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Three Compliance Consultant Hiring Myths

Stop getting caught in the hiring myths and start looking for the right things in a good compliance consultant.

Like any other industry, compliance consulting contains a wide range in the quality of service and its can be hard to weed out the good from the bad. Let’s dispel some fallacies about good compliance consulting so you can make the most informed decision.


Financial regulations are more reactive than proactive.  Most well-known securities laws have been implemented in the wake of a financial disaster (e.g. the Great Depression and Glass-Steagall; Enron/Tyco/WorldCom scandal and Sarbanes-Oxley; and most recently the Global Financial Crisis and Dodd-Frank). So, it’s no surprise that in the early days of adoption, compliance with those rules follows suit.

With both regulators and regulated sailing in uncharted waters, implementation rarely fits the neat confines of an academic curriculum. As the financial compliance industry matures, so too does the framework for educating its newcomers. In the early days, there was no compliance degree; no training or coursework.  There was only trial by fire – as regulators reacted to changes in practices, practitioners on the front lines could only evolve with the changing regulatory environment brought about by their industry’s own advances and complexities. The lessons learned were through cooperative dialogue with and regular feedback from the relevant regulatory agencies.  

Many junior compliance personnel are administrative staff saddled with supposed “check the box” formalities or dual hatted COOs and CFOs forced to tack on compliance duties to their laundry list of responsibilities.  The result is the gradual development of full-fledged compliance experts over time and as they experience feedback from examinations and perfect their knowledge through several iterations. That development takes time though, therefore, if you’re screening consultants by their formal schooling then you’re probably discounting some of the most knowledgeable and skillful professionals in the industry.  In the world of compliance, experience is one of the leading indicators of talent.


This is probably the most common misconception about what makes for a high-value compliance consultant. In many occupations, coming from a large, branded institution can imply a level of expertise and talent that coming from a smaller firm cannot compare to. Big names in the investment banking space, consulting companies, or Big 4 accounting firms actually have very little correlation in compliance though.

Compliance officers at financial giants (think Goldman Sachs) gain invaluable experience, but that doesn’t always translate to the needs of a more nimble business.  Their corporate structures necessitate large departments with often highly specialized and siloed division of labor. This provides their employees deep knowledge of a small range of compliance concerns but can create blind spots about how those concerns fit into the bigger picture.  For example, a consultant with 15 years of experience reviewing marketing disclosures for Goldman Sachs can be a rich mine of knowledge for an entrepreneurial advisor looking to reach prospects with innovative content.  However, that same consultant would be no help at all to a growing RIA trying to get registered with the SEC. Therefore, you can be impressed by the big names and have comfort in the individual’s expertise even, but that expertise isn’t always in the area you may need.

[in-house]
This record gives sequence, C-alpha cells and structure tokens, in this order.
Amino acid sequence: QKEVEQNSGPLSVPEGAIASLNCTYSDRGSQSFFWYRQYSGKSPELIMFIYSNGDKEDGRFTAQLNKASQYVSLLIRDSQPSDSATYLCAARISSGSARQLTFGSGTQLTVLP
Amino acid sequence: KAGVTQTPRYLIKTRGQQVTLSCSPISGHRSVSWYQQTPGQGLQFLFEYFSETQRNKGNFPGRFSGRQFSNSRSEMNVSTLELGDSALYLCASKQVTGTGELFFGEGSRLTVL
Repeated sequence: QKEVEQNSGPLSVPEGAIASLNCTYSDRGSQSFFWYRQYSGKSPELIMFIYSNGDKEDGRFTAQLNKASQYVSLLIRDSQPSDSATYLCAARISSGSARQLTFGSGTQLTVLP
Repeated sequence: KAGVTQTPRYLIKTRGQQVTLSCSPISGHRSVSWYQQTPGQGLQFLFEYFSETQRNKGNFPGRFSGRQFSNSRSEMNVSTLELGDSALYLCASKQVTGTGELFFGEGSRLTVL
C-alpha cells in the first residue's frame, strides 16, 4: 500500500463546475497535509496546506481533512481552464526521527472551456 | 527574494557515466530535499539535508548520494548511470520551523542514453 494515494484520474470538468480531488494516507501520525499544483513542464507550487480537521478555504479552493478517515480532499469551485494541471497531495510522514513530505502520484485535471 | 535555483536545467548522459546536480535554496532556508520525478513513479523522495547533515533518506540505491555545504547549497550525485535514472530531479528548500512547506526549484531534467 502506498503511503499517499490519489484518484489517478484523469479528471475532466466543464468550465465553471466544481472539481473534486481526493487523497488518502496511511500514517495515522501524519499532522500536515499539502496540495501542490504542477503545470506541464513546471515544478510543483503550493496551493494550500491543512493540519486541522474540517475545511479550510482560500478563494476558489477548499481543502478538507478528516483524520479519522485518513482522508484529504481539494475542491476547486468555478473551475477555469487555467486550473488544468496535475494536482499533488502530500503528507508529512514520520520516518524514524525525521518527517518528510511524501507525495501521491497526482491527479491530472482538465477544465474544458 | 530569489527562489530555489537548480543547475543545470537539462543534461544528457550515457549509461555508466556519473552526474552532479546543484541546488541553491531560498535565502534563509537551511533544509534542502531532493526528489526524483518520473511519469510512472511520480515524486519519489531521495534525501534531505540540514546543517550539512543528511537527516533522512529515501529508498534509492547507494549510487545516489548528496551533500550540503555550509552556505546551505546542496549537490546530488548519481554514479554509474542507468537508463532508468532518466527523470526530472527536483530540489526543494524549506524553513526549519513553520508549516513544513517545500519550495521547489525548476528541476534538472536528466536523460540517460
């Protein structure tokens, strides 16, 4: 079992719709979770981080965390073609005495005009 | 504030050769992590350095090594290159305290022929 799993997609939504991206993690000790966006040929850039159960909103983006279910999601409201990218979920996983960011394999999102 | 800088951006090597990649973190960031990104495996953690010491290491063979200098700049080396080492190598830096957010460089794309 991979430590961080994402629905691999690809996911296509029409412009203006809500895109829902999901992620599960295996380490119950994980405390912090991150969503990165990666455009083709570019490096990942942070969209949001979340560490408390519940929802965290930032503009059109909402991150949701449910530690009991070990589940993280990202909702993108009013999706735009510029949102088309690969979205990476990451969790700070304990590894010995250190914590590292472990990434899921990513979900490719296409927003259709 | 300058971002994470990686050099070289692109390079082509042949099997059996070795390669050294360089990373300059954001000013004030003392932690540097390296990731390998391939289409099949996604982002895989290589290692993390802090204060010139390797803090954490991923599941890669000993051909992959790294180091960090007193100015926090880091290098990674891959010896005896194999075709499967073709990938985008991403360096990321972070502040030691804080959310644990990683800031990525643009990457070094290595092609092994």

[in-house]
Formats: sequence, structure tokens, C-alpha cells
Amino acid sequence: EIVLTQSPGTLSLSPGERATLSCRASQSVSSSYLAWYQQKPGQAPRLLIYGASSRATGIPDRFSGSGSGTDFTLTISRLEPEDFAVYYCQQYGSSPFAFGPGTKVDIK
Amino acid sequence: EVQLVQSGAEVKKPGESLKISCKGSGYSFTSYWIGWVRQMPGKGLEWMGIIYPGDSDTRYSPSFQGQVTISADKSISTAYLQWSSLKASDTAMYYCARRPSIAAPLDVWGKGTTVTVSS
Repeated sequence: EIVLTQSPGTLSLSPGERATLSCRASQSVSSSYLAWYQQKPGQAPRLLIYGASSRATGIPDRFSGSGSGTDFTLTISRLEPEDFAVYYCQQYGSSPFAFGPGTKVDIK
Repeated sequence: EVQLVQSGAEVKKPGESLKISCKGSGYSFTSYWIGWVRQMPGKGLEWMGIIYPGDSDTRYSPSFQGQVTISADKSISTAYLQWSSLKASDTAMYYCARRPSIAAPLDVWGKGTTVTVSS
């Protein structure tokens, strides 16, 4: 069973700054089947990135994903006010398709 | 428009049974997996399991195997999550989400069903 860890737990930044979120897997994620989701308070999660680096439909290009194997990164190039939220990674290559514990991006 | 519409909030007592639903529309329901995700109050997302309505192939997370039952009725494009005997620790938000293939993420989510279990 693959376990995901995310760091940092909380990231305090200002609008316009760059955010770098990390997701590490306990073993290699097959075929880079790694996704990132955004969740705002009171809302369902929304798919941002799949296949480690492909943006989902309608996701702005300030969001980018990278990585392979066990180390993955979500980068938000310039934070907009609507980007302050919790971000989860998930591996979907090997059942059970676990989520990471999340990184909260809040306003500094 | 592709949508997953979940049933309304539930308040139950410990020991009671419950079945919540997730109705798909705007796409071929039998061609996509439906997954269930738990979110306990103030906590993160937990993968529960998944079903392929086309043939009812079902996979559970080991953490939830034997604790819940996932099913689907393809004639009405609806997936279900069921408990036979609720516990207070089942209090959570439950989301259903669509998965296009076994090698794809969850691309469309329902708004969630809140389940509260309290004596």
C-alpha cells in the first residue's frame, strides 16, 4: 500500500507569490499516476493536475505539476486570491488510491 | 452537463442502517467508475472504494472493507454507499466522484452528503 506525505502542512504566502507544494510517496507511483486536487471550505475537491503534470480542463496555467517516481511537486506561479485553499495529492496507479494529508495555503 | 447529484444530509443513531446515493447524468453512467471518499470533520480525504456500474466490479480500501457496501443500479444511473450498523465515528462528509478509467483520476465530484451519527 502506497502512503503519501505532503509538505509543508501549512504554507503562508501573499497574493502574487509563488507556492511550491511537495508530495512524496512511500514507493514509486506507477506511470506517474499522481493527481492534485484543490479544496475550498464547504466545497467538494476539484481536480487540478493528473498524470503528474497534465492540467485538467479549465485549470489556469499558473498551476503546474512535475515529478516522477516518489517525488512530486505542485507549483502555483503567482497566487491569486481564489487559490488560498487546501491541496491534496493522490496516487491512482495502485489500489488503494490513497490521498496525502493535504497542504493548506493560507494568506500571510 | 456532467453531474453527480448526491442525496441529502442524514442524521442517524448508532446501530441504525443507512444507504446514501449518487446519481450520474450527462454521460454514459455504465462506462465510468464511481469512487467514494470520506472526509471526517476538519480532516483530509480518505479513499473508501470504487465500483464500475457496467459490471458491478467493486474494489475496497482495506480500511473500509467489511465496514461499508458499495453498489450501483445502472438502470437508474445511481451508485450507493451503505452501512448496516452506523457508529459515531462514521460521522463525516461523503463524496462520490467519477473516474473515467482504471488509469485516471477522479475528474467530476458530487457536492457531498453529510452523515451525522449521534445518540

Let’s be clear: a former regulator is an invaluable resource. The experience they’ve gained from the “other side of the table” performing audits on RIAs provides invaluable insight into how regulators think and what to expect in your own exam one day. But (and this is a big “but”) not having that experience doesn’t mean the consultant is less knowledgeable about the areas of compliance with the largest impact on your business nor are they ill equipped to speak about regulatory expectations. After all, consultants who are not former regulators have likely reviewed and/or assisted more firms than most former regulators with the same years of experience.

Why? Consider the workload of the average SEC examiner tasked with carrying out these exams. An examiner will spend several months reviewing a single adviser, resulting in a review of only 2-3 firms a year. Compare this experience with that of a boutique compliance professional who is likely performing dozens of mock audits and reviews for companies of all sizes in a given year. These compliance experts have “touched” more and they’ve potentially dealt with everything from exams to registrations to policy writing. For many financial firms, the experience of a regulator like the one described above isn’t as ideal as the experience of the smaller-scale-but-higher-volume compliance expert when it comes to executing on day to day tasks.

Lastly, a former regulator’s value as a consultant is largely proportionate to how recently he or she has worked in that government role. The longer its been since they were in that government position, the less relevant their insider knowledge becomes as they are no longer privy to the evolving internal policies and have fewer contacts within the regulatory agency as their peers leave as well. Sometimes, it’s just as effective to hire a consultant who has strong relationships with current regulators through experience aiding their multitude of clients through regulatory exams. It is also cheaper as former regulators can carry a pricing premium.